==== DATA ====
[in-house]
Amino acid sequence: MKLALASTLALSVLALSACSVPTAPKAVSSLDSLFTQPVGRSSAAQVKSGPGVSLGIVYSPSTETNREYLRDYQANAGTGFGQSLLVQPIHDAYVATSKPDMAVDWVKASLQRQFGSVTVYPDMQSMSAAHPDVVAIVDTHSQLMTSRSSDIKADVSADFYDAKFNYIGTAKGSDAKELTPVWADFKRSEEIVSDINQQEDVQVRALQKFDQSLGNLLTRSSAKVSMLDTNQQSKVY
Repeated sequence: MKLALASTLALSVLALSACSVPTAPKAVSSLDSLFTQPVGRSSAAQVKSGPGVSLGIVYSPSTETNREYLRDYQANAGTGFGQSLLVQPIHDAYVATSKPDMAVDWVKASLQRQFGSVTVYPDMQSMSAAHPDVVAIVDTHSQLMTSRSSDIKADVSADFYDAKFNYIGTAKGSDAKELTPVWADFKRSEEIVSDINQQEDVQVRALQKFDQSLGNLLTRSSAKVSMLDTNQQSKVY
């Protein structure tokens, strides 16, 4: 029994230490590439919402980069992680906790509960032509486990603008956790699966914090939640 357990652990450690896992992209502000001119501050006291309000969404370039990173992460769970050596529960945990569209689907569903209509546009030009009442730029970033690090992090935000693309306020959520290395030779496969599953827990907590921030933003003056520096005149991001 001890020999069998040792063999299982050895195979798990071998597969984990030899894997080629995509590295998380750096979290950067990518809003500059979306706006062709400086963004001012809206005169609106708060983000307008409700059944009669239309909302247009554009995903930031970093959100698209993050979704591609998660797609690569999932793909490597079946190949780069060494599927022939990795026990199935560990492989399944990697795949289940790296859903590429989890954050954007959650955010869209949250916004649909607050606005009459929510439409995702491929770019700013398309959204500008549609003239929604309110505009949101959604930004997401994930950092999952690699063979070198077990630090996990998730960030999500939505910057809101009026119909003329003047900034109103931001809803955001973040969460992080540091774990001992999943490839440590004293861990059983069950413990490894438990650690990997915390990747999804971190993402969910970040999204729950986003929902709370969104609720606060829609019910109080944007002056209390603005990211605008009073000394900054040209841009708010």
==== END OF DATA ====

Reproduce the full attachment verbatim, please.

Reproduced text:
[in-house]
Amino acid sequence: MKLALASTLALSVLALSACSVPTAPKAVSSLDSLFTQPVGRSSAAQVKSGPGVSLGIVYSPSTETNREYLRDYQANAGTGFGQSLLVQPIHDAYVATSKPDMAVDWVKASLQRQFGSVTVYPDMQSMSAAHPDVVAIVDTHSQLMTSRSSDIKADVSADFYDAKFNYIGTAKGSDAKELTPVWADFKRSEEIVSDINQQEDVQVRALQKFDQSLGNLLTRSSAKVSMLDTNQQSKVY
Repeated sequence: MKLALASTLALSVLALSACSVPTAPKAVSSLDSLFTQPVGRSSAAQVKSGPGVSLGIVYSPSTETNREYLRDYQANAGTGFGQSLLVQPIHDAYVATSKPDMAVDWVKASLQRQFGSVTVYPDMQSMSAAHPDVVAIVDTHSQLMTSRSSDIKADVSADFYDAKFNYIGTAKGSDAKELTPVWADFKRSEEIVSDINQQEDVQVRALQKFDQSLGNLLTRSSAKVSMLDTNQQSKVY
């Protein structure tokens, strides 16, 4: 029994230490590439919402980069992680906790509960032509486990603008956790699966914090939640 357990652990450690896992992209502000001119501050006291309000969404370039990173992460769970050596529960945990569209689907569903209509546009030009009442730029970033690090992090935000693309306020959520290395030779496969599953827990907590921030933003003056520096005149991001 001890020999069998040792063999299982050895195979798990071998597969984990030899894997080629995509590295998380750096979290950067990518809003500059979306706006062709400086963004001012809206005169609106708060983000307008409700059944009669239309909302247009554009995903930031970093959100698209993050979704591609998660797609690569999932793909490597079946190949780069060494599927022939990795026990199935560990492989399944990697795949289940790296859903590429989890954050954007959650955010869209949250916004649909607050606005009459929510439409995702491929770019700013398309959204500008549609003239929604309110505009949101959604930004997401994930950092999952690699063979070198077990630090996990998730960030999500939505910057809101009026119909003329003047900034109103931001809803955001973040969460992080540091774990001992999943490839440590004293861990059983069950413990490894438990650690990997915390990747999804971190993402969910970040999204729950986003929902709370969104609720606060829609019910109080944007002056209390603005990211605008009073000394900054040209841009708010």